The Starlight coupe was a unique 2-door body style offered by Studebaker Corporation of South Bend, Indiana (United States) from 1947 to 1955 in its Champion and Commander model series. It was designed by Virgil Exner, formerly of Raymond Loewy Associates.
The most striking feature was the extremely long (for a five-passenger car) hood-like cover over the luggage compartment of the sedan which was exaggerated on the Starlight. Critics of the radically styled models commented by asking the rhetorical question, "Which way is it going?"(Comedian Fred Allen quipped: "Next year Studebaker is coming out with a model that you won't be able to tell if it is going sideways".) The viewer's astonishment was compounded by the great expanse of the wrap-around rear window. Previously cars had tended to shroud back-seat passengers.
Unlike other pillared two-door sedans that use two side windows separated from the rear window by roof supports, Loewy created a roof rounded at the rear with a wraparound window system that provided a panoramic effect, similar to a railroad observation car. The curved window was achieved with four fixed panels of glass. The roof was supported by two wide pillars (sometimes called "B" pillars) immediately behind the doors and in front of the wraparound back window. The body style was originally named, simply, "5-passenger coupe"; however, for the 1949 model year it was renamed Starlight Coupe.
The car's unique profile provided the Studebaker marque with an easily recognized body shape copied as soon as possible by the other US manufacturers in their 1949 models.
|169.9 CID 1-bbl. 6-cylinder/232 CID 2-bbl. V-8*||3-speed manual, [ page needed ] w\optional overdrive/Automatic.**||80/102 [ page needed ]||119 in (3,023 mm)||204.4 in (5,192 mm)|
For 1950 and 1951, all Studebakers received a freshening of the 1947 design with the addition of the "bullet nose" (or "spinner") front sheet metal design. When combined with the Starlight body style, Studebakers looked comparatively futuristic at the time. This version of the Starlight body style continued until the end of the 1952 model year, when it was sold side by side with a hardtop "Starliner" version of the same model.
For 1953 designer Robert E Bourke, p.267 head of Raymond Loewy Associates Studebaker design operation, radically redesigned all Studebaker cars. Studebaker sedans rode on an 116 in (2,900 mm) wheelbase, although emphasis was placed on the sports car-like Raymond Loewy-designed 2-door coupes that rode on Studebaker's longer 120 in (3,000 mm) wheelbase.:
Offered in both Champion and Commander model ranges, the coupes were available as pillared and hardtop body styles. Hardtop coupes were designated Starliners while the Starlight designation was applied to the five window pillared coupes. The styling on both these later (1953) cars influenced[ citation needed ] the Hillman Minx of the late 1950s and 1960s, which was also designed by Raymond Loewy.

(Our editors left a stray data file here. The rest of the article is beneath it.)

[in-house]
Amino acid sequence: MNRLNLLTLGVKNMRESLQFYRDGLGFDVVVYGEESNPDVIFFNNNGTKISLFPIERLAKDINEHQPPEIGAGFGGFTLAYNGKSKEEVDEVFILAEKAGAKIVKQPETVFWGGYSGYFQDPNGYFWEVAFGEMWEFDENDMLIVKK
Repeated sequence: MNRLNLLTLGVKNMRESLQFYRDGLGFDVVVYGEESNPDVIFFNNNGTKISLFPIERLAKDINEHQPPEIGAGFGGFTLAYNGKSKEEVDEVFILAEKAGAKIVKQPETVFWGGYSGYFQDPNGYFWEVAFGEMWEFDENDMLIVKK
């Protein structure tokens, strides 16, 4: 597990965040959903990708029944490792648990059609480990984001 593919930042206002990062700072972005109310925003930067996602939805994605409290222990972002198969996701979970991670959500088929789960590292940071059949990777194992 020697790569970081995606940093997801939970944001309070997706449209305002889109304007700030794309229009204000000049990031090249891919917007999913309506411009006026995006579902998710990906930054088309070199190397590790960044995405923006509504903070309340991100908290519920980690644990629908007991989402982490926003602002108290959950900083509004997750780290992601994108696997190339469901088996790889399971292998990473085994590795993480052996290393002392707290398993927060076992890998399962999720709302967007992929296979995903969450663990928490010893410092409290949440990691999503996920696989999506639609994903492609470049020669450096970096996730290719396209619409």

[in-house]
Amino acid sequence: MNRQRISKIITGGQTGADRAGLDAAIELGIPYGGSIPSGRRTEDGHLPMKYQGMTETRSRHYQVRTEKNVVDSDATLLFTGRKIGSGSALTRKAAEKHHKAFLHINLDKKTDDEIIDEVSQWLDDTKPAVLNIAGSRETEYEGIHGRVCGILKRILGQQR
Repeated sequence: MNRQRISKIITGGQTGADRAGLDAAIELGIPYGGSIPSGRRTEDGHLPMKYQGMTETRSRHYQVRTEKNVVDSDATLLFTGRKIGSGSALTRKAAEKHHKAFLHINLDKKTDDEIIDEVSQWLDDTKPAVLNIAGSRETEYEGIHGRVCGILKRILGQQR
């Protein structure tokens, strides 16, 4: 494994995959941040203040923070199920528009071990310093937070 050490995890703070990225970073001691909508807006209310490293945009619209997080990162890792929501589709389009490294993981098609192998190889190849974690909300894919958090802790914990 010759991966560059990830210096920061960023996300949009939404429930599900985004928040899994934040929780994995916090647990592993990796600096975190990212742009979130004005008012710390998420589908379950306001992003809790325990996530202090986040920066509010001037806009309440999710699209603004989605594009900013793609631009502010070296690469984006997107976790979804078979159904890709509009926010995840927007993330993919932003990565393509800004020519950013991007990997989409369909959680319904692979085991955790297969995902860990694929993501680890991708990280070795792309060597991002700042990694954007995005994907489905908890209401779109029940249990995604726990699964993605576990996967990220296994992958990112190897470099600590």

In late 1952 Studebaker produced one 1953 Commander convertible as an engineering study to determine if the model could be profitably mass-produced. The car was based on the 1953 2-door hardtop coupe. The car was later modified to 1954-model specifications, and was occasionally driven around South Bend by engineers. Additional structural reinforcements were needed to reduce body flexure. Even though the car was equipped with the 232 cu. in. V-8, the added structural weight increased the car's 0-60 mph acceleration time to an unacceptable level. In addition, the company did not have the financial resources to add another body type to the model line. The company's leadership mistakenly thought the 2-door sedans, 4-door sedans, and 1954 Conestoga wagon would sell better than the 2-door coupes, so the company's resources were focused on production of the sedans and the wagon. When the prototype convertible was no longer needed, engineer E. T. Reynolds ordered the car to be stripped and the body sent to the secret graveyard at the proving grounds. A non-engineering employee requested permission to purchase the car, rather than see it rot away with the other prototypes. Chief engineer Gene Hardig discussed the request with E. T. Reynolds. They agreed to let the employee purchase the car on the condition that the employee never sell it. In the 1970s, the car was re-discovered behind a South Bend gas station and no longer owned by the former employee. After eventually passing through several owners, the car is now in a private collection of Studebaker automobiles.
For 1955 the pillared Starlight reverted to "5-passenger coupe", the pillarless "Starliner" became "5-passenger hardtop."
For 1956 these 5-passenger 2-door coupes with pillars were heavily modified and reissued as the Studebaker Hawk series.
In 1958, Studebaker again applied the Starlight name to a body style, this time on its first full-sized hardtop models since 1952. With lackluster sales and a switch to the compact Lark, the company no longer was in need of the Starlight moniker and it was permanently retired at the end of the model year.
Oldsmobile would attempt an effect similar to the Starlight in 1977 with its Toronado XS model. Unlike the Studebaker, however, advances in auto glass production allowed the Toronado wrap around window to be manufactured in one sheet of glass that was bent using "hot wire" technology.
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